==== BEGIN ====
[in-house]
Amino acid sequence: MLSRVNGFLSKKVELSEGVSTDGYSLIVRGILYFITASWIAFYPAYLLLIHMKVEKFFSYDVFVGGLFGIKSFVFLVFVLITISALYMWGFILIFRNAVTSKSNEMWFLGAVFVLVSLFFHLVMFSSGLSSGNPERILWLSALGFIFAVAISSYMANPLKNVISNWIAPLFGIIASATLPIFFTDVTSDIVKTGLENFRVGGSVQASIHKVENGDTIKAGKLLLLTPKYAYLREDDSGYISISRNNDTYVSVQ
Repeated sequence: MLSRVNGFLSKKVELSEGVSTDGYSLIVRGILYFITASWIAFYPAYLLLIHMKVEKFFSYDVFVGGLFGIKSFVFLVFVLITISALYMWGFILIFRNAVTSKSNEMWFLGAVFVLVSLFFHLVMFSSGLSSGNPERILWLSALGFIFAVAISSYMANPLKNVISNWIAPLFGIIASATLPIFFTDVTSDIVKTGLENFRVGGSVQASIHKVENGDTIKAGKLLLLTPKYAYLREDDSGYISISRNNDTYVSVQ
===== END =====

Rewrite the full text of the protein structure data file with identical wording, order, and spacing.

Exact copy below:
[in-house]
Amino acid sequence: MLSRVNGFLSKKVELSEGVSTDGYSLIVRGILYFITASWIAFYPAYLLLIHMKVEKFFSYDVFVGGLFGIKSFVFLVFVLITISALYMWGFILIFRNAVTSKSNEMWFLGAVFVLVSLFFHLVMFSSGLSSGNPERILWLSALGFIFAVAISSYMANPLKNVISNWIAPLFGIIASATLPIFFTDVTSDIVKTGLENFRVGGSVQASIHKVENGDTIKAGKLLLLTPKYAYLREDDSGYISISRNNDTYVSVQ
Repeated sequence: MLSRVNGFLSKKVELSEGVSTDGYSLIVRGILYFITASWIAFYPAYLLLIHMKVEKFFSYDVFVGGLFGIKSFVFLVFVLITISALYMWGFILIFRNAVTSKSNEMWFLGAVFVLVSLFFHLVMFSSGLSSGNPERILWLSALGFIFAVAISSYMANPLKNVISNWIAPLFGIIASATLPIFFTDVTSDIVKTGLENFRVGGSVQASIHKVENGDTIKAGKLLLLTPKYAYLREDDSGYISISRNNDTYVSVQ